White Guy Watches Bollywood

A random white guy engages with contemporary Indian cinema... one movie at a time

Akshay Kumar

Hindi Movie Review: Mission Raniganj takes a dated, but still emotionally engaging approach to telling a harrowing true mining story

Akshay Kumar stars in the Hindi film "Mission Raniganj," here reviewed by White Guy Watches Bollywood.

The box office underperformance of Mission Raniganj has led many online and in the Bollywood media to speculate that Akshay Kumar may be ‘done for’ as a leading man, especially when paired with the disastrous results for his other key film this year, Selfiee. And the movie itself lends plenty of ammunition to this argument, coming across as dated in several ways that feel less nostalgic (a la Top Gun: Maverick) than they do just-plain-tired. Based on the famous coal mining rescue mission of 1989, the film’s story is truly remarkable, but as audiences have been reminded countless times before, inspiring source material doesn’t automatically lend itself to great filmmaking.

The first few scenes, in particular, had me fearing for the worst. They immediately struck me as though they could be part of a Bollywood film quickly forgotten 20 years ago – and I’m relatively new to watching this industry’s productions! Kumar’s character, mining engineer Jaswant Singh Gill, is introduced with such an old-fashioned heroic tone that feels so artificial, you have to keep reminding yourself that he’s actually based on a real person. Then there’s a throwaway musical number because… well, the filmmakers still feel obligated to include one and there was no other logical place to toss it in. Not long after, we get to the big action set-piece where the mine collapses, trapping dozens of miners inside, and the cheap-looking CGI (especially the water effects) undermines the authenticity of the chaos.

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Hindi Movie Review: OMG 2 falters in adapting the original scenario to a fit new social issue

Akshay Kumar and Pankaj Tripathi star in "OMG 2," here reviewed by White Guy Watches Bollywood.

The first Oh My God!, released in 2012, was a flawed film with an intriguing high concept, adapted from the Gujarati stage play Kanji Virudh Kanji and its inspiration, the Australian film The Man Who Sued God. The premise: With the earthquake that destroyed his shop deemed an “Act of God,” atheist Kanji Lalji Mehta seeks to take the responsible party – in this case, the Lord himself – to court. This evolves into a clever morality play that sees Kanji going after the self-anointed religious officers in society who collect donations only to enrich themselves, rather than serve the will of God and help others. While the setup of Oh My God! was better than its execution, which took the story into heavy-handed and obvious directions, it had a thought-provoking central idea relating to organized religion’s role in upholding justness. Looking back, it’s no surprise that such an ingenious, easily articulated concept that hit at the zeitgeist yielded big box office returns.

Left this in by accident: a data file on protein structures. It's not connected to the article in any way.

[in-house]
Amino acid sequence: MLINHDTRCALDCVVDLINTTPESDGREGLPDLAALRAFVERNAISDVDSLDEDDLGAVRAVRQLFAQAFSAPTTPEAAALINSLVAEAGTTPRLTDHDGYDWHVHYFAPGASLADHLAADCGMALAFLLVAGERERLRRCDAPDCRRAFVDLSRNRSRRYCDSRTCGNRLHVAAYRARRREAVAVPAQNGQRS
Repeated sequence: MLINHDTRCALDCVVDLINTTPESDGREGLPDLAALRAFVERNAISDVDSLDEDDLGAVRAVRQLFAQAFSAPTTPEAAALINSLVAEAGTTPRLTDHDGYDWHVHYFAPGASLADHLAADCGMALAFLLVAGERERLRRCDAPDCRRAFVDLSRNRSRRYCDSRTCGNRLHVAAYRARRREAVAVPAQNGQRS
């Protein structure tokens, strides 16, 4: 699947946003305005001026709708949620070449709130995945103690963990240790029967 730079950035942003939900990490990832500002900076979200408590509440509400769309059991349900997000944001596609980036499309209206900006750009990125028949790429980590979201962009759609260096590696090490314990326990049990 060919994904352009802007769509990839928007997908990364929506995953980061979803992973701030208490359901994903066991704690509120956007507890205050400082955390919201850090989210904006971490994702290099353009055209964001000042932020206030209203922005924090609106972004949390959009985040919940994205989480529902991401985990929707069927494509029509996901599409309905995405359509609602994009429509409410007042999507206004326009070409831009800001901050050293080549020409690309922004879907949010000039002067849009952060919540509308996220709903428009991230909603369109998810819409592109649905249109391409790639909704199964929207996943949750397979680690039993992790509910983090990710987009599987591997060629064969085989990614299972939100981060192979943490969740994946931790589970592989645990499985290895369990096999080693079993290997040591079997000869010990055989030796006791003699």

Oh My God! was clearly intended to be a self-contained story, so it’s hardly a surprise that its connection to this decade-later sequel feels awkward at best. The only common ingredient between the two films is Akshay Kumar, who reprises his role as a divine messenger – this time as a manifestation of Shiva, while last time it was Krishna. But even this part of the sequel feels like it has been shoehorned in. Whereas Kumar came across as a true spiritual guide to Kanji in the first film, offering divine counsel in urging him to read the Gita, Bible, and Quran for answers to his predicament, here he takes on more of the role of a “fairy godfather,” providing convenient solutions for protagonist Kanti Sharan Mudgal (Pankaj Tripathi) whenever he reaches a seemingly unsurmountable obstacle. As such, the franchise’s entire notion of spiritual devotion becomes muddled; whereas the first film ultimately extolled the virtues of unconditional belief in God, here it would seem the takeaway is you only need Him when you’re in a pinch. And this is only the beginning of the story’s thematic confusion.

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